Ph.D Scuola Normale Superiore, Pisa, Italy
Ph.D École des Hautes Études en Sciences Sociales, Paris, France
Emiliana Pasca Noether Chair in Modern Italian History
Office Hours: Wed 6-7:30 pm and by appointment
Office: Wood Hall, Rm 319
Fax: (860) 486-0641
Areas of Specialty
Nineteenth century and twentieth century Italian history; Eighteenth century and nineteenth century French history; Twentieth century Jewish studies.
Sergio Luzzatto is professor and the Emiliana Pasca Noether Chair in Modern Italian History. He was born in Italy, and received his Ph.D from Scuola Normale Superiore, Pisa, as well as from École des Hautes Études en Sciences Sociales, Paris. Before joining UConn, he taught for almost twenty years at the University of Turin, as a full professor in European Modern History.
Whereas his Ph.D. dissertations and his earliest publications dealt with the French Revolution and its legacy in nineteenth-century Europe, starting from the mid-1990s his academic work has focused mostly on twentieth-century Italy.
His publications cover a large ground –from the Thermidorian Reaction to the Italian Risorgimento, and from Interwar France to Post-World War II Italy– yet they have all contributed to a single “longue durée” historical field: the origins, evolutions, and transformations of Modern Europe’s political cultures.
Originally published in Italian, all his books have reached a much larger readership than scholarly audiences, and this both in Italy and abroad.
His four monographs on French history (Mémoire de la Terreur, 1991; L’impôt du sang, 1996; L’automne de la Révolution, 2001; Bonbon Robespierre, 2010) have been translated into French and have been widely reviewed not only in academic publications, but also in the cultural press.
Three of his books on Italian history (The Body of Il Duce, 2005; Padre Pio, 2010; Primo Levi’s Resistance, 2016) have been translated into English by Metropolitan Books and into French by the eminent publishing house Gallimard. Other translations include German and Spanish. All his books on Italian history have been reviewed worldwide both in scholarly literature and in the general press.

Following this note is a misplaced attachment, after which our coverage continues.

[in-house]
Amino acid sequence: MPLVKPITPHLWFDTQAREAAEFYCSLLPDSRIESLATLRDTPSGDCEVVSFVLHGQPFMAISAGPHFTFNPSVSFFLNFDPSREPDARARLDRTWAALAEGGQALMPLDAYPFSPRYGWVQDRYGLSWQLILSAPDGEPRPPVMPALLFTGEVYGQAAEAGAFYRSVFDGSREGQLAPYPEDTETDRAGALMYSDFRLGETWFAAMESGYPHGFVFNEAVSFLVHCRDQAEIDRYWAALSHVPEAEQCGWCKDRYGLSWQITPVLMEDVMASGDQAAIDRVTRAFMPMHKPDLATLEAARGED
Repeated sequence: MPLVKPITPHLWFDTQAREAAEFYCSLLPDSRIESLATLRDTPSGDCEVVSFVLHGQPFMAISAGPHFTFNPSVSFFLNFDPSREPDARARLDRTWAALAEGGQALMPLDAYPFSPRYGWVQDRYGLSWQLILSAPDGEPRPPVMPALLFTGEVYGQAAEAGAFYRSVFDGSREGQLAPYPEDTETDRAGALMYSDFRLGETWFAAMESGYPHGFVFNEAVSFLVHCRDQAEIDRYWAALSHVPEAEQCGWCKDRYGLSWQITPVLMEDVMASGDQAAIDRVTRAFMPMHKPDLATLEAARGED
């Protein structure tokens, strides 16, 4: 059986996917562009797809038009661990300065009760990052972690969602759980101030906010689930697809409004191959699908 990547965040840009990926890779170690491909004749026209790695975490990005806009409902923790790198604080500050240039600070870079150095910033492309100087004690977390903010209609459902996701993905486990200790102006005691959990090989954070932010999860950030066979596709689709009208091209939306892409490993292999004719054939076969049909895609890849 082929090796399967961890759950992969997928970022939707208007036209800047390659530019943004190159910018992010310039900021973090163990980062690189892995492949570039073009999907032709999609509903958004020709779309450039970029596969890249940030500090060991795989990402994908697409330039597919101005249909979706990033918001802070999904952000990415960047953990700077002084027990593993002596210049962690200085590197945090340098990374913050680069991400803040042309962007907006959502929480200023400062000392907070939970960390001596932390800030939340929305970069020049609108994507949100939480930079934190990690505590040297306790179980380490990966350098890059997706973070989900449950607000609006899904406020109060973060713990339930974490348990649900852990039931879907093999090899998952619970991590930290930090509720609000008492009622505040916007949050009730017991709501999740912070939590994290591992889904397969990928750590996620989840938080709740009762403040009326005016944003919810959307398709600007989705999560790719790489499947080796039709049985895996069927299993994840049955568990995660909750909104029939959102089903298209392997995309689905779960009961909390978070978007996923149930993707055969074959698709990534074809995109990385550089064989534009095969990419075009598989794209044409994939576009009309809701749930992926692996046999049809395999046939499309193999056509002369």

His book on Padre Pio won the Cundill History Prize in 2011. Established in 2008 and administered by McGill University in Montreal, the Cundill Prize is considered one of the most prestigious, and the richest non-fiction historical prize worldwide. To this day, Luzzatto is the only Cundill Prize laureate whose book was not originally published in English.
His latest monograph, the Holocaust-related I bambini di Moshe (2018), is due for translation into English and/or Hebrew by Yad Vashem Publications in Jerusalem.
In addition to writing monographs, over the years he undertook two major collective scholarly works.
As a general editor, he designed and coordinated, together with Victoria de Grazia, the two-volume Dizionario del fascismo (“Dictionary of Fascism”: Einaudi, Turin 2002-2003); and with Gabriele Pedullà, the three-volume Atlante della letteratura italiana (“Atlas of Italian Literature”, Einaudi, Turin 2010-2012).
Outside academia, Luzzatto strongly believes in the importance of Public History; this is why in the past fifteen years he has been quite active in Italy as a public intellectual.
In 2002-2003, he authored and conducted a history program, “L’Altra Storia” (“The Other History”), which was broadcast by La7, one of the main national TV channels in Italy.
Since 2001, he has been a regular contributor to the cultural pages of Italy’s leading newspapers: La Stampa, Corriere della Sera, and Il Sole 24 Ore. Four volumes of his collected articles have been published by Manifestolibri in 2008, 2009, 2012 and 2014, a fifth one by Donzelli in 2019.
Current research interests
His current research project deals with the history of terrorism in Italy, from the late 1960s to the early 1980s.
Also, he is working on Primo Levi as a partisan, a Holocaust survivor, and a writer.